When my family was finally reunited, we continued on our way to El-Shatt in Egypt. As my father had told us, El-Shatt had 27,042 refugees, out of which 0.9 percent were Jews. There were refugees from all over Croatia there. There were some from Belgrade and Sarajevo. All the refugees who wanted to leave Italian territory went to Egypt, America or Brazil. We didn't have enough money to leave for America so we went to Egypt instead. Looking back, it was good that we couldn't afford it; if we had left, our lives would have been completely different. Life in the camp in El-Shatt was very well organized. Every camper had his/her own duty. I was responsible for taking care of the shelters. I was also very active in the youth organization.
My father worked as a barber and was a member of a religious section; he was responsible for all the Jews who were there. He made sure they were buried in the proper religious way. Unfortunately, many children died because they weren't used to the hot climate. We lived in a kind of commune. The sound of a bell announced breakfast, tea, lunch and supper time. We were never hungry there. We had so much food that sometimes we didn't even go to eat with everybody but stayed in our tent and my mother prepared the meals for us. We received clothes from the Red Cross, but skilful hands made dresses and skirts from nightdresses. In El-Shatt I finished my 3rd grade of high school. Every Sabbath my father held a service in one part of our tent. We celebrated every holiday there. That's how we lived in El-Shatt for 14 months.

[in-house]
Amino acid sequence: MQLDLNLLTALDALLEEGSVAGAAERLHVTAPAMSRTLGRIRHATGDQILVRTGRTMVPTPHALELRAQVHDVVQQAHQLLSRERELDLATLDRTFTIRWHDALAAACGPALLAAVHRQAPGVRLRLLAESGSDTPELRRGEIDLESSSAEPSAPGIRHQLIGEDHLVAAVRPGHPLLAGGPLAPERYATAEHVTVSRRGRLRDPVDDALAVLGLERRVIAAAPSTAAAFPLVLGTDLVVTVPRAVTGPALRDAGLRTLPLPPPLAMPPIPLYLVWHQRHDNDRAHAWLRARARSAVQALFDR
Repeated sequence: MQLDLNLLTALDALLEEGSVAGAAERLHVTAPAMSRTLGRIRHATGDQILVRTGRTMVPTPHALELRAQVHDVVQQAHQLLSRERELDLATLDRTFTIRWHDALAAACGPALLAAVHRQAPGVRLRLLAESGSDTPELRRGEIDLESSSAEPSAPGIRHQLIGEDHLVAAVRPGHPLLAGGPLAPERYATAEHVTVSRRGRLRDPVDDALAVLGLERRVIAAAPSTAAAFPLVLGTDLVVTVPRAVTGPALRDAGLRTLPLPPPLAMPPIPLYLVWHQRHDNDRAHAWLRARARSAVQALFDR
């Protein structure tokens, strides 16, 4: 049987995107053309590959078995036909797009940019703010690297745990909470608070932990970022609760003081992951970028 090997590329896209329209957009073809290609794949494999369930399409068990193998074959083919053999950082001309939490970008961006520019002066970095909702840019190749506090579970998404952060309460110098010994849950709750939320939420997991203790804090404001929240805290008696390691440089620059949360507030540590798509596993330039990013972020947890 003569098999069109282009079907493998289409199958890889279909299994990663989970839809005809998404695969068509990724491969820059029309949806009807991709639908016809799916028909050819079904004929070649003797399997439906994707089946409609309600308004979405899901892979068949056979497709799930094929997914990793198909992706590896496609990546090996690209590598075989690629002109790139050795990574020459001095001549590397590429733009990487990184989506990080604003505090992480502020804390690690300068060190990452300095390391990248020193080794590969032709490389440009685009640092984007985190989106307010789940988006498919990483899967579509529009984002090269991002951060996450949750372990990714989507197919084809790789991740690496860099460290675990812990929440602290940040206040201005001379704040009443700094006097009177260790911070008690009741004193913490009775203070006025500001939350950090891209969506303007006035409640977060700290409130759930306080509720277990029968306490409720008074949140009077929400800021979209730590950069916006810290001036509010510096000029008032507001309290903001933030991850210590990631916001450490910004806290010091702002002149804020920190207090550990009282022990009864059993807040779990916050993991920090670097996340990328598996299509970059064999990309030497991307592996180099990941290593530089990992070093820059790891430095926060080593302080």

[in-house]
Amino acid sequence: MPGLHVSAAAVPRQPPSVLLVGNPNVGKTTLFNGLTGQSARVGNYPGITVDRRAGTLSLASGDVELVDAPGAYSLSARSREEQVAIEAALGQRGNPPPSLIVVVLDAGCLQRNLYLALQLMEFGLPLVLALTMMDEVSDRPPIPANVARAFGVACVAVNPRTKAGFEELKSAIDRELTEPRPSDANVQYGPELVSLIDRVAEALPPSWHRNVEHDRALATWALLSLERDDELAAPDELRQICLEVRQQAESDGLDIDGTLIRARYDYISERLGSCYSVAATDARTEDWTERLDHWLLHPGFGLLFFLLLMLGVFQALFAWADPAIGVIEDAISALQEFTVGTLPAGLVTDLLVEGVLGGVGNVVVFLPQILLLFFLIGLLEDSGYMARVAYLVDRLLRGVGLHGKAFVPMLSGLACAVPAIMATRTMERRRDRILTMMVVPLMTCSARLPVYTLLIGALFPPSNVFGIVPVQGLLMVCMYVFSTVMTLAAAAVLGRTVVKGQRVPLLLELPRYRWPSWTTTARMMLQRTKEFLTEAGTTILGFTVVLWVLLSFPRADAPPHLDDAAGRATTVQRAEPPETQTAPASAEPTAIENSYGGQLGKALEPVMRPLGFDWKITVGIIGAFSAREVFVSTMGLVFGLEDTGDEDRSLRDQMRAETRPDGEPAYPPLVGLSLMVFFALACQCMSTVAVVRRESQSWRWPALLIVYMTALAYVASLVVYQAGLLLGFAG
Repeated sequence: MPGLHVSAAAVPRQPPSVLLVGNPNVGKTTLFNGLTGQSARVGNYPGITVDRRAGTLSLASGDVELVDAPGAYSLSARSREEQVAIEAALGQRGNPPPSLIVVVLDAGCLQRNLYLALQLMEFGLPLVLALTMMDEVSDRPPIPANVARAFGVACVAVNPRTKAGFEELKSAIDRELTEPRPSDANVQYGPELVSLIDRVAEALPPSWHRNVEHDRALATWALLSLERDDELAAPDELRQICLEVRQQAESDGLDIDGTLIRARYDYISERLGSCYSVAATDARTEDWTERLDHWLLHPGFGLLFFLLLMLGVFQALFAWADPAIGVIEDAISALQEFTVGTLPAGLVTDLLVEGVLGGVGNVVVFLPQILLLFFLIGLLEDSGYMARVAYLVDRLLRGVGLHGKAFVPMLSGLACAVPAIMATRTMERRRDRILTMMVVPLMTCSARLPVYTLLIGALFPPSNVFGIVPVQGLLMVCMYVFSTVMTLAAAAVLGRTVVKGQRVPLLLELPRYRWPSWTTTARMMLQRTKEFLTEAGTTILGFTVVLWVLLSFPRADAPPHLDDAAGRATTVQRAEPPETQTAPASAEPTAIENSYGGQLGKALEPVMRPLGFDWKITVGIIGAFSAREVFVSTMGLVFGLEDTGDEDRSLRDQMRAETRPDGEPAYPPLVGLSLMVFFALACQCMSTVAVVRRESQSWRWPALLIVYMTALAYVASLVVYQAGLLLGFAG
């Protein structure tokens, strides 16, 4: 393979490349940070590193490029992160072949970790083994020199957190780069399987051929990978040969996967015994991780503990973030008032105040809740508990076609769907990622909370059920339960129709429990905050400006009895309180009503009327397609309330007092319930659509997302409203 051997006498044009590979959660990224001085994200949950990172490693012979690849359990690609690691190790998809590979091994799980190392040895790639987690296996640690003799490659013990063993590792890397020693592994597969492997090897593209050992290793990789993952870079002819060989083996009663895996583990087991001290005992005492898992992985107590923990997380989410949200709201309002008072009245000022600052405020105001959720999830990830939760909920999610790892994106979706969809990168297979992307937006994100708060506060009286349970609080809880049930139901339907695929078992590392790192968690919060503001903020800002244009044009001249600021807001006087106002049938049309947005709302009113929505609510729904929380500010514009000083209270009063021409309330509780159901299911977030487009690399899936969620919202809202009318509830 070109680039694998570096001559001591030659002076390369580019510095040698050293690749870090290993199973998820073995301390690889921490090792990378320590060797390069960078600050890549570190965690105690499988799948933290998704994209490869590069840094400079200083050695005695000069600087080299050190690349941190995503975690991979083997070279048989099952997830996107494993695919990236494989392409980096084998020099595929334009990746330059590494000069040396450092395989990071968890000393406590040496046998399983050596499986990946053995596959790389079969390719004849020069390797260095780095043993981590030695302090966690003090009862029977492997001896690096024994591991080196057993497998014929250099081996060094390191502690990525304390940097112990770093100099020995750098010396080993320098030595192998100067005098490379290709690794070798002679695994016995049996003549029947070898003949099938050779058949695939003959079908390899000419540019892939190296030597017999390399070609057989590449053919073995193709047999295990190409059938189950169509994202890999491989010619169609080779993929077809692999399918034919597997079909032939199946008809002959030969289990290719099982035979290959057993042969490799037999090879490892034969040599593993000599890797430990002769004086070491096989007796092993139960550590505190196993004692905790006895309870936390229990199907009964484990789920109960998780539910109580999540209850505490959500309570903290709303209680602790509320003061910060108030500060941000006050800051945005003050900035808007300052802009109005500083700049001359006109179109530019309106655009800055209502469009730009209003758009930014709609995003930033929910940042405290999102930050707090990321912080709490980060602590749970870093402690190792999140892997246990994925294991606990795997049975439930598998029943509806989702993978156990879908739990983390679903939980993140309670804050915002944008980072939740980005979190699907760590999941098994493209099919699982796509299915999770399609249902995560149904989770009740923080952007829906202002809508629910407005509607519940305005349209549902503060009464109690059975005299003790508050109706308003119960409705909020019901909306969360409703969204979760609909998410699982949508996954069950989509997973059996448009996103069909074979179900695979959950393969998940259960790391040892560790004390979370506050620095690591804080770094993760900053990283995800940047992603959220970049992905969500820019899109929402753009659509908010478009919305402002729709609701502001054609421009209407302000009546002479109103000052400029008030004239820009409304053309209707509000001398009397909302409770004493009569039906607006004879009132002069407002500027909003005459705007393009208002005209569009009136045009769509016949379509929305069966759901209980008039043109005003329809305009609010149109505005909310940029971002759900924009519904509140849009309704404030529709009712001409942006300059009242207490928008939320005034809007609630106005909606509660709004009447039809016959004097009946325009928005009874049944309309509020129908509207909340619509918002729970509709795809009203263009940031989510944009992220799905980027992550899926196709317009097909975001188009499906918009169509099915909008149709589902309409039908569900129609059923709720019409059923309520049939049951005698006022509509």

We found out that the war was over in the night of 9th May 1945. We all came out of our tents and celebrated the end of the war. We were very excited and impatient to return to Yugoslavia. The return was organized in groups. We came back in July 1945. A new life, and lifestyle, reconstruction, hope and enthusiasm in a free homeland was about to start.
After the war, in 1948, we returned to Split, but I went to Zagreb to work in the Central Youth Committee. Because I was still very young, my parents felt that they should be close to me. My father moved to Zagreb in 1949 whereas my mom, Lea and my grandmother only came in 1950. At first, my father worked in a Jewish old-age home, which was housed in today's Community Center. He was working as a caretaker and later, when the old-age home was moved from the community building to another building, he became an employee with the Jewish community.